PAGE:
Normalization is the process of removing redundant data from your tables in order to improve storage efficiency, data integrity and scalability. This improvement is balanced against an increase in complexity and potential performance losses from the joining of the normalized tables at query-time. There are two goals of the normalization process: eliminating redundant data (for example, storing the same data in more than one table) and ensuring data dependencies make sense (only storing related data in a table). Both of these are worthy goals as they reduce the amount of space a database consumes and ensure that data is logically stored.
The entity set which does not have sufficient attributes to form a primary key is called as Weak entity set. An entity set that has a primary key is called as Strong entity set. Consider an entity set Payment which has three attributes: payment_number, payment_date and payment_amount. Although each payment entity is distinct but payment for different loans may share the same payment number. Thus, this entity set does not have a primary key and it is an entity set. Each weak set must be a part of one-to-many relationship set.
DBMS A database management system is the software system that allows users to define, create and maintain a database and provides controlled access to the data.
A Database Management System (DBMS) is basically a collection of programs that enables users to store, modify, and extract information from a database as per the requirements. DBMS is an intermediate layer between programs and the data. Programs access the DBMS, which then accesses the data. There are different types of DBMS ranging from small systems that run on personal computers to huge systems that run on mainframes. The following are main examples of database applications:
SQL statements are divided into two major categories: data definition language (DDL) and data manipulation language (DML).
Data Definition Language (DDL) statements are used to define the database structure or schema. Some examples:
Category: DBMS & RDBMS
DBMS stand for Database Management System, which consist n number of tables there is no relationship between another table. RDMBS stand for Relational Database Management System, which having the relationship with other tables. The Relationship between tables in DBMS is Physical and the relationship in RDBMS is Logical.
When multiple transactions are trying to access the same sharable resource, there could arise many problems if the access control is not done properly. There are some important mechanisms to which access control can be maintained. Earlier we talked about theoretical concepts like serializability, but the practical concept of this can be implemented by using Locks and Timestamps.
There are four basic components of Database Management System:
(i) Data: Raw facts which we want to feed in the computer.
(ii) Hardware: On which the data to be processed.
(iii) Software: The interface between the hardware and user, by which the data will change into the information.
(iv) User: There are so many types of users some of them are application programmer, end case users and DBA.
The environment of database is said to be instance. A database instance or an ‘instance’ is made up of the background processes needed by the database software. These processes usually include a process monitor, session monitor, lock monitor, etc. They will vary from database vendor to database vendor.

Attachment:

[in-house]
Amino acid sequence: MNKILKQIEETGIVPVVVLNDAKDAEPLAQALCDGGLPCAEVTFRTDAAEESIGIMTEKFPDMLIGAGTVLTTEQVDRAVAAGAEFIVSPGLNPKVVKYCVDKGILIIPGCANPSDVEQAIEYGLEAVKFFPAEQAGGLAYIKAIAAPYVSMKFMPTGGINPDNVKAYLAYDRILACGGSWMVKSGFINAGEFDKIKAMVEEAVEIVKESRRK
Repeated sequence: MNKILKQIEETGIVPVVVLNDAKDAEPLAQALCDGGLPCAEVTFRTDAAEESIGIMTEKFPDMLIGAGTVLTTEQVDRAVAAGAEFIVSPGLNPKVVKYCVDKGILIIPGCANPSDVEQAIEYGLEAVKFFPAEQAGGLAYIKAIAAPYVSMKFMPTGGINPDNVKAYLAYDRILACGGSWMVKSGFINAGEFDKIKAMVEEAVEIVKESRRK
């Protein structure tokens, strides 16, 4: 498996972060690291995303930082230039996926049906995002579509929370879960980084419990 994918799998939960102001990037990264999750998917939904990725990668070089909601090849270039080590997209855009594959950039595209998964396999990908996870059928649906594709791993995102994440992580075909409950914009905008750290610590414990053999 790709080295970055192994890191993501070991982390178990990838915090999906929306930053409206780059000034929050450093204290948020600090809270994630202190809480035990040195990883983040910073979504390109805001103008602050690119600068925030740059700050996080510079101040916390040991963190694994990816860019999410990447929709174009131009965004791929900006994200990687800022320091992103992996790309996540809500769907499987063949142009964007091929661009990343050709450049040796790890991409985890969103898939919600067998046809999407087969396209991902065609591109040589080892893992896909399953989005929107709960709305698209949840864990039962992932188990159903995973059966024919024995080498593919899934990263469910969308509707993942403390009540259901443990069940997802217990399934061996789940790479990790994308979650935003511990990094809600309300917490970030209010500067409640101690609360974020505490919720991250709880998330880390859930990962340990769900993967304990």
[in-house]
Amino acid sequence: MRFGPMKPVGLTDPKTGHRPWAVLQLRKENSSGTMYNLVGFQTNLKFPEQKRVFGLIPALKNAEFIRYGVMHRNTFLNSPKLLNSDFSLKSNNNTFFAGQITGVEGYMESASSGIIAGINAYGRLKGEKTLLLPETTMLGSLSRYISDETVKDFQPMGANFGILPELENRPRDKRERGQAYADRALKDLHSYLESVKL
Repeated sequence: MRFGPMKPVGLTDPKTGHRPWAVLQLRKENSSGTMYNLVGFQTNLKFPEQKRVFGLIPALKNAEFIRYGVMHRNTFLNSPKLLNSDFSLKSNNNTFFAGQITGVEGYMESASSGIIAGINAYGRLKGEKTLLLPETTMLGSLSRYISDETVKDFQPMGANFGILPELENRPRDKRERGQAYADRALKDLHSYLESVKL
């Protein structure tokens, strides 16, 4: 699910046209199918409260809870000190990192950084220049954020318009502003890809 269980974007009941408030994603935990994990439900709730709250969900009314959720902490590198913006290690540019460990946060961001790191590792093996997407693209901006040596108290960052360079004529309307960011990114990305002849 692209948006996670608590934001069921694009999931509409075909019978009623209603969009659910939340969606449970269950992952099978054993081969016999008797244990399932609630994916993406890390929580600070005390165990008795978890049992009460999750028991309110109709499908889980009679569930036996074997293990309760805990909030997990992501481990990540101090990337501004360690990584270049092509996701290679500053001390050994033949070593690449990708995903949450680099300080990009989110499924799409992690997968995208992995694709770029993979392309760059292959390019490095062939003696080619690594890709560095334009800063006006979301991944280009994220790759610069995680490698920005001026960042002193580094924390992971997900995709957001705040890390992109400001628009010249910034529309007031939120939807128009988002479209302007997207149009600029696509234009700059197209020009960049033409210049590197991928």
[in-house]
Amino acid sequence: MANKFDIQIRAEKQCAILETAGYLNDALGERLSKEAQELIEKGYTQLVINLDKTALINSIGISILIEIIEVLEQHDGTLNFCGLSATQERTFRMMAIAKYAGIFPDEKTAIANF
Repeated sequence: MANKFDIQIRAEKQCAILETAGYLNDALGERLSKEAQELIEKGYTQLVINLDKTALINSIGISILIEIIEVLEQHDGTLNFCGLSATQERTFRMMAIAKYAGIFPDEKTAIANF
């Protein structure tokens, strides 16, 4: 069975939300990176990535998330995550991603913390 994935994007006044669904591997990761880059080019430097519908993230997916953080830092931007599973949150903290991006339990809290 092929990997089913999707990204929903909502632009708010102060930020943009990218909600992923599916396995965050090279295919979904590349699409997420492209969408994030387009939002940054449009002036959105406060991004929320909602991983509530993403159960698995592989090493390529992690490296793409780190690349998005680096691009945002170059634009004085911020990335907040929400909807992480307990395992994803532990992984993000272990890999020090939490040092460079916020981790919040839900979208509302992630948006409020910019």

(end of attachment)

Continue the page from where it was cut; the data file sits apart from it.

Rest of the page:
A typical structure of a DBMS with its components and relationships between them is show. The DBMS software is partitioned into several modules. Each module or component is assigned a specific operation to perform. Some of the functions of the DBMS are supported by operating systems (OS) to provide basic services and DBMS is built on top of it. The physical data and system catalog are stored on a physical disk. Access to the disk is controlled primarily by as, which schedules disk input/output. Therefore, while designing a DBMS its interface with the as must be taken into account.
There are two techniques used for the purpose of data base designing from the system requirements. These are:
• Top down Approach known as Entity-Relationship Modeling
• Bottom Up approach known as Normalization.
When a company asks you to make them a working, functional Database Management System (DBMS) which they can work with, there are certain steps to follow. Let us summarize them here:
1. Gathering information: This could be a written document that describes the system in question with reasonable amount of details.
2. Producing ERD: ERD or Entity Relationship Diagram is a diagrammatic representation of the description we have gathered about the system.
3. Designing the database: Out of the ERD we have created, it is very easy to determine the tables, the attributes which the tables must contain and the relationship among these tables.
4. Normalization: This is a process of removing different kinds of impurities from the tables we have just created in the above step.
How to Prepare an ERD
Let us take a very simple example and we try to reach a fully organized database from it. Let us look at the following simple statement:
A boy eats an ice cream.
This is a description of a real word activity, and we may consider the above statement as a written document (very short, of course).
Now we have to prepare the ERD. Before doing that we have to process the statement a little. We can see that the sentence contains a subject (boy), an object (ice cream) and a verb (eats) that defines the relationship between the subject and the object. Consider the nouns as entities (boy and ice cream) and the verb (eats) as a relationship. To plot them in the diagram, put the nouns within rectangles and the relationship within a diamond. Also, show the relationship with a directed arrow, starting from the subject entity (boy) towards the object entity (ice cream).